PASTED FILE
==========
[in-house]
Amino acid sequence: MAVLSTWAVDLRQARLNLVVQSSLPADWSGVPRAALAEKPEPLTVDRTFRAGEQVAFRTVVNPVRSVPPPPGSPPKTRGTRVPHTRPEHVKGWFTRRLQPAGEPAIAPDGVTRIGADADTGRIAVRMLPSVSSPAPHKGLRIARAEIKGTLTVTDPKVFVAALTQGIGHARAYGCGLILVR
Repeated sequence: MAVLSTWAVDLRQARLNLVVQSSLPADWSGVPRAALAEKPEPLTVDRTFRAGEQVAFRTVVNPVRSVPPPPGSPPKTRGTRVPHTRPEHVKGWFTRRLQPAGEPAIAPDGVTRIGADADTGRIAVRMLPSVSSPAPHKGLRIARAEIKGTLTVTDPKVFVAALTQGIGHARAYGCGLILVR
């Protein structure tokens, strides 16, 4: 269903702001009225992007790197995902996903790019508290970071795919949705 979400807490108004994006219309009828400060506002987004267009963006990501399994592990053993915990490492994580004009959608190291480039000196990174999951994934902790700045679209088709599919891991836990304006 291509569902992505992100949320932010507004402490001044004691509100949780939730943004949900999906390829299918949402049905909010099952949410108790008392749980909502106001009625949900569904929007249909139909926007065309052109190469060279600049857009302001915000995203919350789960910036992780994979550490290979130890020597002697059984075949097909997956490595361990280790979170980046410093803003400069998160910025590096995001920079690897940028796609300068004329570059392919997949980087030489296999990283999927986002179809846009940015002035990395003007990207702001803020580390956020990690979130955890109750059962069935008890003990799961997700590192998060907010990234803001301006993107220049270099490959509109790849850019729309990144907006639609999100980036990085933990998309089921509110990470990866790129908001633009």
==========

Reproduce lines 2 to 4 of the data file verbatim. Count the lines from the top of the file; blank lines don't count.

Amino acid sequence: MAVLSTWAVDLRQARLNLVVQSSLPADWSGVPRAALAEKPEPLTVDRTFRAGEQVAFRTVVNPVRSVPPPPGSPPKTRGTRVPHTRPEHVKGWFTRRLQPAGEPAIAPDGVTRIGADADTGRIAVRMLPSVSSPAPHKGLRIARAEIKGTLTVTDPKVFVAALTQGIGHARAYGCGLILVR
Repeated sequence: MAVLSTWAVDLRQARLNLVVQSSLPADWSGVPRAALAEKPEPLTVDRTFRAGEQVAFRTVVNPVRSVPPPPGSPPKTRGTRVPHTRPEHVKGWFTRRLQPAGEPAIAPDGVTRIGADADTGRIAVRMLPSVSSPAPHKGLRIARAEIKGTLTVTDPKVFVAALTQGIGHARAYGCGLILVR
């Protein structure tokens, strides 16, 4: 269903702001009225992007790197995902996903790019508290970071795919949705 979400807490108004994006219309009828400060506002987004267009963006990501399994592990053993915990490492994580004009959608190291480039000196990174999951994934902790700045679209088709599919891991836990304006 291509569902992505992100949320932010507004402490001044004691509100949780939730943004949900999906390829299918949402049905909010099952949410108790008392749980909502106001009625949900569904929007249909139909926007065309052109190469060279600049857009302001915000995203919350789960910036992780994979550490290979130890020597002697059984075949097909997956490595361990280790979170980046410093803003400069998160910025590096995001920079690897940028796609300068004329570059392919997949980087030489296999990283999927986002179809846009940015002035990395003007990207702001803020580390956020990690979130955890109750059962069935008890003990799961997700590192998060907010990234803001301006993107220049270099490959509109790849850019729309990144907006639609999100980036990085933990998309089921509110990470990866790129908001633009």